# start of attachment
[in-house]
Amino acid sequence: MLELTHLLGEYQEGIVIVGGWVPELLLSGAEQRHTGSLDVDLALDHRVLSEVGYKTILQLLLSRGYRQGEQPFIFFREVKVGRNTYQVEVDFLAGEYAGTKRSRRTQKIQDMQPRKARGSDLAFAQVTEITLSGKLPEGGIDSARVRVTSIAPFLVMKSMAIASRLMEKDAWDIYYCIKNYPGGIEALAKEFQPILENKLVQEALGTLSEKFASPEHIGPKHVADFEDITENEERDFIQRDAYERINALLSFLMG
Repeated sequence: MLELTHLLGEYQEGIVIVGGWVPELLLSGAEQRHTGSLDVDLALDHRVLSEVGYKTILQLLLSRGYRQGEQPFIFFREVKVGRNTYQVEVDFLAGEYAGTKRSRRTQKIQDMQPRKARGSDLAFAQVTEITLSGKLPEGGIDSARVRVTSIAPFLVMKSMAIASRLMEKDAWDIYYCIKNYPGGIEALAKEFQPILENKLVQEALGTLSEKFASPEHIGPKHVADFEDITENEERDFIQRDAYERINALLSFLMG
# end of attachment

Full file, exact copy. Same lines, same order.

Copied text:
[in-house]
Amino acid sequence: MLELTHLLGEYQEGIVIVGGWVPELLLSGAEQRHTGSLDVDLALDHRVLSEVGYKTILQLLLSRGYRQGEQPFIFFREVKVGRNTYQVEVDFLAGEYAGTKRSRRTQKIQDMQPRKARGSDLAFAQVTEITLSGKLPEGGIDSARVRVTSIAPFLVMKSMAIASRLMEKDAWDIYYCIKNYPGGIEALAKEFQPILENKLVQEALGTLSEKFASPEHIGPKHVADFEDITENEERDFIQRDAYERINALLSFLMG
Repeated sequence: MLELTHLLGEYQEGIVIVGGWVPELLLSGAEQRHTGSLDVDLALDHRVLSEVGYKTILQLLLSRGYRQGEQPFIFFREVKVGRNTYQVEVDFLAGEYAGTKRSRRTQKIQDMQPRKARGSDLAFAQVTEITLSGKLPEGGIDSARVRVTSIAPFLVMKSMAIASRLMEKDAWDIYYCIKNYPGGIEALAKEFQPILENKLVQEALGTLSEKFASPEHIGPKHVADFEDITENEERDFIQRDAYERINALLSFLMG